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Metabolic Diversity Overview

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Microbiology (Biological Sciences)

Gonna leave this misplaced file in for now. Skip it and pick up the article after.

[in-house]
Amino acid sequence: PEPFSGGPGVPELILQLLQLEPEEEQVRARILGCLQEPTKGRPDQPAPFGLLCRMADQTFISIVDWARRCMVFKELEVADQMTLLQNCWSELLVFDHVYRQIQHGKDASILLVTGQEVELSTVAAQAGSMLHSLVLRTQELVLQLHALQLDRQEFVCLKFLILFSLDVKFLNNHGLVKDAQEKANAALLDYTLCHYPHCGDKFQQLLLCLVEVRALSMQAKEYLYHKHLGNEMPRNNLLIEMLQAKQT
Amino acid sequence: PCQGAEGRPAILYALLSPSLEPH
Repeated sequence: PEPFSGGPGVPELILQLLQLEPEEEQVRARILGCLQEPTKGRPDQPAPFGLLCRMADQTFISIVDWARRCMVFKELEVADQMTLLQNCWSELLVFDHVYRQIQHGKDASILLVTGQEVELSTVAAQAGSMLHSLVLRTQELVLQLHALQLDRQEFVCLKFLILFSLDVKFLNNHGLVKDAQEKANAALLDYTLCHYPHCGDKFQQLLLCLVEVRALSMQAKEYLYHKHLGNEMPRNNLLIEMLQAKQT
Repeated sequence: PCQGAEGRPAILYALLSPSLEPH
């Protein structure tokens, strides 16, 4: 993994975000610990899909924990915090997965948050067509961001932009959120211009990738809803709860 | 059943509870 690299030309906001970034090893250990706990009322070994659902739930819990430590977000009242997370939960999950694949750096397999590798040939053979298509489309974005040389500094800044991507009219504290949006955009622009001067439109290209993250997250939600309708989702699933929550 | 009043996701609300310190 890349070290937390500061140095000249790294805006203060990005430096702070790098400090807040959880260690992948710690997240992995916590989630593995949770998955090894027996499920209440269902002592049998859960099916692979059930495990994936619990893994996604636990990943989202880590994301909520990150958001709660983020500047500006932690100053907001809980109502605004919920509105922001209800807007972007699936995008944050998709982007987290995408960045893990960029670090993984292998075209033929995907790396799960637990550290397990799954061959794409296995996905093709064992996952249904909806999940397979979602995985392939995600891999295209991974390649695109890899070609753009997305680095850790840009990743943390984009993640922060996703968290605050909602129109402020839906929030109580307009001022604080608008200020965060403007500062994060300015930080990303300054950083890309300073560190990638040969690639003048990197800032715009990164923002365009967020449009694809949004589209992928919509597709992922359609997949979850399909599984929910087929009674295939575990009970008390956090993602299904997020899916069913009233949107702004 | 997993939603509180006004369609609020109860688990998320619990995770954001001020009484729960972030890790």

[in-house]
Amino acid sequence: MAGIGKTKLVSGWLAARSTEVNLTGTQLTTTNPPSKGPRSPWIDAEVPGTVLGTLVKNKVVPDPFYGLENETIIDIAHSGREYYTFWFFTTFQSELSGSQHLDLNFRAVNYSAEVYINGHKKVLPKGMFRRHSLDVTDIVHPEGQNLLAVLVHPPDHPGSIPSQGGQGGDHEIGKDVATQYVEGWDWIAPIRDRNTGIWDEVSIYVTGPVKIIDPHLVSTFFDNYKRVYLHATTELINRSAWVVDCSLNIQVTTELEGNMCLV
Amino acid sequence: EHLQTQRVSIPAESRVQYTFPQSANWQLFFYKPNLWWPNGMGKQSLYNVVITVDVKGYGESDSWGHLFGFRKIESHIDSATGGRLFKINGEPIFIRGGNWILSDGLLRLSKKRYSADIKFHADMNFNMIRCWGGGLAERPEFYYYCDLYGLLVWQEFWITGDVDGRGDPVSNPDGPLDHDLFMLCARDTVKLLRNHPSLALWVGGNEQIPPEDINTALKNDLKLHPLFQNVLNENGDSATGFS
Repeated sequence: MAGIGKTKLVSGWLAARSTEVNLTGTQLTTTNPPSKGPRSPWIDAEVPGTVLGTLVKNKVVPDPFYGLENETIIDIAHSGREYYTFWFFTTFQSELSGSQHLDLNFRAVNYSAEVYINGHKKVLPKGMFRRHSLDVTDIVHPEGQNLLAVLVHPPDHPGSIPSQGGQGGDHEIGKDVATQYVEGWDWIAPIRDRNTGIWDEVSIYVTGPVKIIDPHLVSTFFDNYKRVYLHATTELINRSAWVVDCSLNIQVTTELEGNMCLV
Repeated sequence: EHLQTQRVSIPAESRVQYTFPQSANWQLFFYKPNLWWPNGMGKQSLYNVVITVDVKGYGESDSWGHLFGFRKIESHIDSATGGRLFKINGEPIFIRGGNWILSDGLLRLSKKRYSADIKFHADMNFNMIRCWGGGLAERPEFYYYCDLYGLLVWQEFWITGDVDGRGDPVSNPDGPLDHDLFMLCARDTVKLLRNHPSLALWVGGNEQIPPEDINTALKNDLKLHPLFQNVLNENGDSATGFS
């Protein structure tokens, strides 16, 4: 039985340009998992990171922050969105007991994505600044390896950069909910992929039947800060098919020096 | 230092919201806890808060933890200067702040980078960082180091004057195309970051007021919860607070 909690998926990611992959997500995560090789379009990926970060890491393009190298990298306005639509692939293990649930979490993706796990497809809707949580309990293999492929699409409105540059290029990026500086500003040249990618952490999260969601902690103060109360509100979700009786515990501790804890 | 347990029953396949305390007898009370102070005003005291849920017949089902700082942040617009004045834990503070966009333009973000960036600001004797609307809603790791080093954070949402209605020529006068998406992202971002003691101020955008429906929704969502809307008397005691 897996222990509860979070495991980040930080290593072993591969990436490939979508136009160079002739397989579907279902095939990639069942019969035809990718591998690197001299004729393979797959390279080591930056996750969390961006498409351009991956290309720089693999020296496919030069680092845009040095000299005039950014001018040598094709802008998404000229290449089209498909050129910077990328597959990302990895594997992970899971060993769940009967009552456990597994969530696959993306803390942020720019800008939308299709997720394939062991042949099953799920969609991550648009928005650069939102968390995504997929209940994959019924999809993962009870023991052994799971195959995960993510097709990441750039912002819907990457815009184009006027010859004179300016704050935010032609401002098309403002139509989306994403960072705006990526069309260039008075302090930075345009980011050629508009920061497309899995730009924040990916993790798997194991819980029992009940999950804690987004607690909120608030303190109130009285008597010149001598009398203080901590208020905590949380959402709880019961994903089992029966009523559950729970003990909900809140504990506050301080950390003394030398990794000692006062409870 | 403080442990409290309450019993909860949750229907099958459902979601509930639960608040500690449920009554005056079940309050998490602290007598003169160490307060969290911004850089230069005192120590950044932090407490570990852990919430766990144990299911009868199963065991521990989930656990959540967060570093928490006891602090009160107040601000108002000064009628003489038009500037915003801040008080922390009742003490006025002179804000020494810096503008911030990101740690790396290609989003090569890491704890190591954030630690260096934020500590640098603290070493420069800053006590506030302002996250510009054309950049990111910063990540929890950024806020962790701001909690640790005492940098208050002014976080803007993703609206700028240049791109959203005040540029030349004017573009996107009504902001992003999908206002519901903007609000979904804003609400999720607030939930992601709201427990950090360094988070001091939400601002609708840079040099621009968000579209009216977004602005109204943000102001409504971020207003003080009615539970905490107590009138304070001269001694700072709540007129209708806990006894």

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METABOLIC DIVERSITY OVERVIEW This chapter focuses on the metabolic diversity of anaerobic and aerobic metabolism with particular emphasis on chemolithotrophic and phototrophic microorganisms. Chemolithotrophs use inorganic compounds and phototrophs use light for energy sources rather than organic compounds. In addition, the significance of autotrophy – the fixation of carbon dioxide into cell material – and nitrogen fixation – the reduction of atmospheric dinitrogen into ammonia – is presented. OBJECTIVES After attending lecture and reading this chapter you should be able to: 1) List the major physiological categories of microorganisms and give the source of carbon, energy, and electrons/reductant for each classification. 2) Understand that chemoorganotrophs, chemolithotrophs, and phototrophs can all be anaerobes or aerobes. 3) Understand the function of alternate electron transport chain components in denitrifying and chemolithotrophic respiration. 4) Describe the function and structure of the anammoxosome. 5) Understand the significance of stacked membranes and carboxysomes in aerobic chemolithotrophic bacteria. 6) Know in general why chemolithotrophy is particularly important to environmental processes. 7) Know when NADH can be made directly or when reverse electron flow is required. 8) Understand the basics of ammonia, nitrite, sulfur, and iron oxidation and the diversity of electron transport systems used in organisms that catalyze these reactions. 9) Know the differences between photoheterotrophy and photoautotrophy and between oxygenic and anoxygenic photosynthesis. 10)Understand the function of cyclic electron flow and how ATP and NADH are made in anoxygenic photosynthesizers. 11)Understand the nitrogenase reaction, the energy required, and its sensitivity to oxgen. 12)Describe the acetylene reduction assay for measuring nitrogen fixation CHAPTER OUTLINE I. Metabolic Classifications of Prokaryotes Categories based on carbon source Organotrophs (or heterotrophs) Use reduced organic compounds as their carbon and electron source Autotrophs Use carbon dioxide as their sole or principal carbon source Categories based on energy source 1 Phototrophs obtain energy from light Chemotrophs obtain energy from chemicals (inorganic or organic) By combining the two sets of categorizes, microorganisms can be placed into one of four major groups, depending on their sources of carbon, energy, and electrons: 1. Chemoorganotrophs or chemoheterotrophs (all kingdoms of life including mammals) 2. Chemolithotrophs or (mostly) chemoautotrophs: aerobic and anaerobic bacteria, 3. Photoorganotrophs or photoheterotrophs: anaerobic bacteria, 4. Photolithotrophs or photoautotrophs: aerobic cyanobacteria, anaerobic bacteria, plants, and algae Mixotrophic organisms combine lithotrophic and organotrophic processes, relying on an inorganic energy sources (H is 2 common example) and an organic carbon sources because they may lack one or more enzymes for CO fixatio2. Note that nearly all chemolithotrophs are also autotrophs – mixotrophs are rare. The importance of prokaryotes in the geochemical cycling of nitrogen and sulfur is very obvious as many reactions are only catalyzed by them. These prokaryotes contribute greatly to the chemical transformation of elements that continually occur in the ecosystem: e.g. (nitrifying bacteria, sulfur oxidizing bacteria, iron oxidizing bacteria, hydrogen oxidizing bacteria, methane- producing archaea). Because of the limited energy available from oxidizing inorganic fuel sources, each bacterial cell must consume several moles of its energy source to fix one mole of CO .2Hence, a small microbial biomass results in a massive turnover of substrate and a large ecological footprint. II. Anaerobic Respiration Anaerobic microorganisms use inorganic molecules other than oxygen as terminal electron acceptors in electron transport chains for production of proton motive force and ATP for the cell. Anaerobic respiration usually results in less PMF and ATP than aerobic respiration due to the smaller difference in redox potential between the fuel source and the oxidant. Anaerobic respiration still provides more ATP than fermentation. E. coli can perform aerobic respiration, anaerobic respiration (using nitrate as a terminal electron acceptor), and fermentation, with a concomitant decrease in energy yield. Prokaryotes are the sole players in anaerobic respiration. The major electron acceptors in order of greatest energy yield are nitrate/ nitrite, some metals (Fe, Mn), sulfate, and CO . B2th chemoorganotrophs and chemolithotrophs can carry out anaerobic respiration. Bacteria able to reduce nitrate to nitrite, but no further (e.g. E. coli) are referred to as nitrate respirers, while those able to reduce it all the way to gaseous products (NO, N O, and N2) are 2 called denitrifiers. Denitrification is widespread among microorganisms. Denitrifiers possess all - - the enzymes required to reduce nitrate (NO ) to 3 with n2trite (NO ), nitric2oxide (NO) and nitrous oxide (N O2 as intermediate products, whereas nitrate respirers only have a nitrate 2 reductase in place of the aerobic terminal oxidase. Sulfate reducers do not translocate protons across the cytoplasmic membrane to produce PMF. Rather, lactate is consumed in the cytoplasm, eventually producing H from p2ruvate oxidation. This H 2s transported through the membrane to a periplasmic hydrogenase that oxidizes H to 2 protons and electrons. The protons create PMF for ATP production, while the electrons move back through the membrane via a transmembrane protein to reduce sulfate to hydrogen sulfide. Anammox bacteria (anaerobic ammonia oxidation) create N by oxidiz2ng ammonia and reducing nitrite. They do not use their cytoplasmic membrane at all for PMF and ATP production. Rather, they have a very large intracellular organelle called an “anammoxosome.” This organelle is bounded by a lipid bilayer and creates PMF in the cytoplasmic compartment of the cell (i.e. outside of the anammoxosome membrane). ATP production occurs inside the anammoxosome. As an interesting side note, anammox bacteria create highly toxic and explosive intermediates such as hydrazine, which is rocket fuel. These bacteria are also very useful for removing nitrogen from waste water as they can get rid of both ammonia and nitrite in one step. Methanogenesis is only carried out by methanogenic archaea. These organisms are generally chemolithotrophs, but some chemoorganotrophs (e.g. Methanosarcina spp.) can use acetate as an electron donor. The chemolithotrophs oxidize H and r2duce CO as their 2MF-producing metabolism. III. Aerobic chemolithotrophs A. Specialized structures. Invagination of cell membrane. The membrane extends inward to the cytoplasm and outward through the periplasm. Aerobic chemolithotrophs have these structures because of the very high O 2emand (e.g. required substrate oxidation rate) involved in their metabolism, which is about 10 times greater than that of chemoorganotrophs. The invaginations provide more surface area and enable more rapid transport of O and2mor